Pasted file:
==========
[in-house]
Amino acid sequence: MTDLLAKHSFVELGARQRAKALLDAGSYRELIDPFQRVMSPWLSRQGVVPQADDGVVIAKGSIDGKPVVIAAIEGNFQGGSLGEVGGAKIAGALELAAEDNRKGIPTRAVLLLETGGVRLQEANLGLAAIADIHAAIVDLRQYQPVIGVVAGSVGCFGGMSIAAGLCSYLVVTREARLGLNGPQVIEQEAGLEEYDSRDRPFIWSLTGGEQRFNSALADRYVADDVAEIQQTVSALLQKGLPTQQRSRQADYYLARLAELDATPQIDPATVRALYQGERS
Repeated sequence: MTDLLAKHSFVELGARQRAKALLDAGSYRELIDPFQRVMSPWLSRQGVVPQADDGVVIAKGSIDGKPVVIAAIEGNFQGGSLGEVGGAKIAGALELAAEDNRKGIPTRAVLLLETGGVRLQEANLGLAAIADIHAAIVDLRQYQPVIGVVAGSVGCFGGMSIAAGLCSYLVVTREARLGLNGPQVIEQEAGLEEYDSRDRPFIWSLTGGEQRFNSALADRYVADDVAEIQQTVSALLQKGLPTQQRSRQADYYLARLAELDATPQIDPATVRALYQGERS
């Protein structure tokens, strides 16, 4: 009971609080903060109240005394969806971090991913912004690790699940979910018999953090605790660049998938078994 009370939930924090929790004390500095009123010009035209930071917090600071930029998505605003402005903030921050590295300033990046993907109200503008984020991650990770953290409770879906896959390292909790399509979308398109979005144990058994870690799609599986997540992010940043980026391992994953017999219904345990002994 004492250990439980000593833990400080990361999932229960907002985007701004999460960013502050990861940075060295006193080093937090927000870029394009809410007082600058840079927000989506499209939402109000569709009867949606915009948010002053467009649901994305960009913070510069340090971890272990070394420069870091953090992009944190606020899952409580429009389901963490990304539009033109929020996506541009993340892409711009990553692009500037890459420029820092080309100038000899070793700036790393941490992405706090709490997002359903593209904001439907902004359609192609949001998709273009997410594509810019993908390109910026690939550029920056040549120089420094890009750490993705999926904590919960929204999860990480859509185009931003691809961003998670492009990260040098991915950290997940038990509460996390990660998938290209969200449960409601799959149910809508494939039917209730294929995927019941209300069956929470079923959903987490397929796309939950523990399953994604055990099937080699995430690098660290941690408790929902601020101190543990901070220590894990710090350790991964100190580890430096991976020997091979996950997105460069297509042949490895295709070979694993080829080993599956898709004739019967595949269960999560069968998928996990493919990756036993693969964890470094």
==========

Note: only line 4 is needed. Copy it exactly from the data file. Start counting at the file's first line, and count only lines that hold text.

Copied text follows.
């Protein structure tokens, strides 16, 4: 009971609080903060109240005394969806971090991913912004690790699940979910018999953090605790660049998938078994 009370939930924090929790004390500095009123010009035209930071917090600071930029998505605003402005903030921050590295300033990046993907109200503008984020991650990770953290409770879906896959390292909790399509979308398109979005144990058994870690799609599986997540992010940043980026391992994953017999219904345990002994 004492250990439980000593833990400080990361999932229960907002985007701004999460960013502050990861940075060295006193080093937090927000870029394009809410007082600058840079927000989506499209939402109000569709009867949606915009948010002053467009649901994305960009913070510069340090971890272990070394420069870091953090992009944190606020899952409580429009389901963490990304539009033109929020996506541009993340892409711009990553692009500037890459420029820092080309100038000899070793700036790393941490992405706090709490997002359903593209904001439907902004359609192609949001998709273009997410594509810019993908390109910026690939550029920056040549120089420094890009750490993705999926904590919960929204999860990480859509185009931003691809961003998670492009990260040098991915950290997940038990509460996390990660998938290209969200449960409601799959149910809508494939039917209730294929995927019941209300069956929470079923959903987490397929796309939950523990399953994604055990099937080699995430690098660290941690408790929902601020101190543990901070220590894990710090350790991964100190580890430096991976020997091979996950997105460069297509042949490895295709070979694993080829080993599956898709004739019967595949269960999560069968998928996990493919990756036993693969964890470094």